Accessible? No, It’s an old building ………………..


I just got back from a holiday to The Isle of Wight, the first as a scooter user. Rather than “winging” it and hoping for the best that I’d be able to access places easily I decided to face it head on and plan trips in advance.

I hoped this would take the pressure off family members and make life easier all round, I feel burden enough without adding access issues to the mix of MS emotions!

Its amazing how many times I heard the phrase, “It’s an old building” as an excuse for total disregard of disabled users. One restaurant had 7 steps up to the front door with no hand rails! I can understand not putting ramps all over the place and disabled toilets if a building is listed or old but a lack of handrails makes life hard work for lots of people. Luckily I can handle stairs fairly well with help and The Husband heaved the scooter up the stairs so I could drive around inside. It was a fantastic meal so I was glad I braved the stairs but it made me feel humiliated at times.

Another Island attraction boasted that most of its paths were accessible but failed to mention the paths were made of gravel and wood chip so my wheels were spinning all over the place! Again, The Husband pushed me around all day or I’d have been stranded in the woods!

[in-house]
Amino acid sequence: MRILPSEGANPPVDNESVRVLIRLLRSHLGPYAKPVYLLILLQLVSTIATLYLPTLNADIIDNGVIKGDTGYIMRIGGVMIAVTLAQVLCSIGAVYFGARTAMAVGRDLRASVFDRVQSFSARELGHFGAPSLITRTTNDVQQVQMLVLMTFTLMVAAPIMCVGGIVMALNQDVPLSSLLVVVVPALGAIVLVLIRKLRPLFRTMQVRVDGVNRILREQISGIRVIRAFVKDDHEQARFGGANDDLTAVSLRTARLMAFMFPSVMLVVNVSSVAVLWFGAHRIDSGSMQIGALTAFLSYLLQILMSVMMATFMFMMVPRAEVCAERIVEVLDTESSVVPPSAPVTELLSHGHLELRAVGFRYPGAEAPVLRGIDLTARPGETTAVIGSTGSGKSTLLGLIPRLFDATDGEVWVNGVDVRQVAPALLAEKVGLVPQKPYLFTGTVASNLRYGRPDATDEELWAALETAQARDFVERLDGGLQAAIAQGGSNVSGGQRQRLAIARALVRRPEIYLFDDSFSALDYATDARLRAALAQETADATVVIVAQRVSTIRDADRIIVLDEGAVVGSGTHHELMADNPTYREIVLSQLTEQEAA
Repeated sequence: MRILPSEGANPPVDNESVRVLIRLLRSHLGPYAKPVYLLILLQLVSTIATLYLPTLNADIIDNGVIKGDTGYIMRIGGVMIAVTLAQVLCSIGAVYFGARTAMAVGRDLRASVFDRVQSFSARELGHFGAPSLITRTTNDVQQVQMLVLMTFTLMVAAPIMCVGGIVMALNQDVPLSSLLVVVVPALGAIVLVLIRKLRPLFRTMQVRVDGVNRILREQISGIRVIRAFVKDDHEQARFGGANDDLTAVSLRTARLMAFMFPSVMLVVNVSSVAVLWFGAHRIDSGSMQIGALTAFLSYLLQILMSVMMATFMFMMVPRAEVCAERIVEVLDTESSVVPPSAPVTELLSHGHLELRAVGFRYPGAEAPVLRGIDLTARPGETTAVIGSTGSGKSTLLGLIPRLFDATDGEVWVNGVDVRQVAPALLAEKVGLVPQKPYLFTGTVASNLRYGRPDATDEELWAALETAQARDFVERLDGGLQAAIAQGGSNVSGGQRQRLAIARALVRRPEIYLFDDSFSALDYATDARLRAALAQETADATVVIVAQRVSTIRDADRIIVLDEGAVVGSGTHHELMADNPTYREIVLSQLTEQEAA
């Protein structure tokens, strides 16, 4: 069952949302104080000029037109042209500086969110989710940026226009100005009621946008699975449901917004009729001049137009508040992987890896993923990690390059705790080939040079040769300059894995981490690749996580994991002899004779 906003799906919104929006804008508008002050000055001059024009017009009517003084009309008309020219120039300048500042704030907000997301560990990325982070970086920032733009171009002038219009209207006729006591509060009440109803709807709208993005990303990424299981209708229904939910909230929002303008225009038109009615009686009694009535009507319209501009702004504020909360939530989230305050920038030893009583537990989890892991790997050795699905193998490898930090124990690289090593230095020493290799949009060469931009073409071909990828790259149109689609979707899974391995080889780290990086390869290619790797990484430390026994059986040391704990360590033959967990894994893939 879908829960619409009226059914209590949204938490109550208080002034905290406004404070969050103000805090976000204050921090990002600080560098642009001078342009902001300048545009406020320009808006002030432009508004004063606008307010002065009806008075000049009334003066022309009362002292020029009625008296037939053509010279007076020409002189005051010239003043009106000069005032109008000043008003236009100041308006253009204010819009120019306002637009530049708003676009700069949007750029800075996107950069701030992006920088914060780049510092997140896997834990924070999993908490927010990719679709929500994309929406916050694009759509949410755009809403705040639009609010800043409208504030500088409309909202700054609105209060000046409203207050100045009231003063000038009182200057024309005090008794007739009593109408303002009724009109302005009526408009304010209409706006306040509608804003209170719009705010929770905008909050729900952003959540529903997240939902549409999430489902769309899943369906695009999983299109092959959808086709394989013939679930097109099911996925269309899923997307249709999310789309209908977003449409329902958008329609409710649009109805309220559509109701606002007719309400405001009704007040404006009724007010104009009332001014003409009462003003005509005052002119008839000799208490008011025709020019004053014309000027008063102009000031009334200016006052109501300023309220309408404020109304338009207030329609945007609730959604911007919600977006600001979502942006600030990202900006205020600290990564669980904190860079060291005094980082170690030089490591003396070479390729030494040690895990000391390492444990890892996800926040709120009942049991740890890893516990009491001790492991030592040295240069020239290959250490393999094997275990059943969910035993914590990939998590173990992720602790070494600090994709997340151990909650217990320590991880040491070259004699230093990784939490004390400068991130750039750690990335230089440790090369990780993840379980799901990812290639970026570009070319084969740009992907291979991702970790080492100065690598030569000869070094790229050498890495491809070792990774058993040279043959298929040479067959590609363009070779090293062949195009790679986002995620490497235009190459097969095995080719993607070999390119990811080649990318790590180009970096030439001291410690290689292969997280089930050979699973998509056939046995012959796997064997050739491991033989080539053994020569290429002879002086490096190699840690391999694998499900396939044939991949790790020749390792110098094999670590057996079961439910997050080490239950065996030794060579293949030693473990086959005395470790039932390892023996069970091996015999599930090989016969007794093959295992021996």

On our last night we waned to go to a pub in Ventor for dinner so I called in advance to check accessibility, “We’re not accessible I’m afraid, it’s an old building” was the reply. By then I was bored of MS and access issues so I told my family I’d leave the scooter outside and walk. When we got there we found the outside had been made accessible for pushchairs so there were ramps everywhere and one part had a lowered floor I could easily drive into. Why had they told me it was inaccessible? Is it lack of staff training in disability awareness of something more sinister? My Brother-in-Law said, “ you’d think they didn’t want people with disabilities to come wouldn’t you?”

On the way back we went to Paultons Park and my faith in society was restored! (  It wasn’t just accessible, they were bending over backwards to accommodate any kind of disability to make nearly everything accessible. I didn’t have to pay to get in and a staff member directed us to get a pass so I wouldn’t have to queue for the rides. Staff members on the rides were helpful and did what they could to help. There was even a booklet detailing all the rides and describing the “skills” needed to manage them, making planning easy. I didn’t feel humiliated and the only annoying thing was being stopped all over the place by people interested in my scooter! I was able to have a great day out with my family. Well done Paultons Park, The Isle of Wight needs to drag itself into the 21st Century and learn from you!




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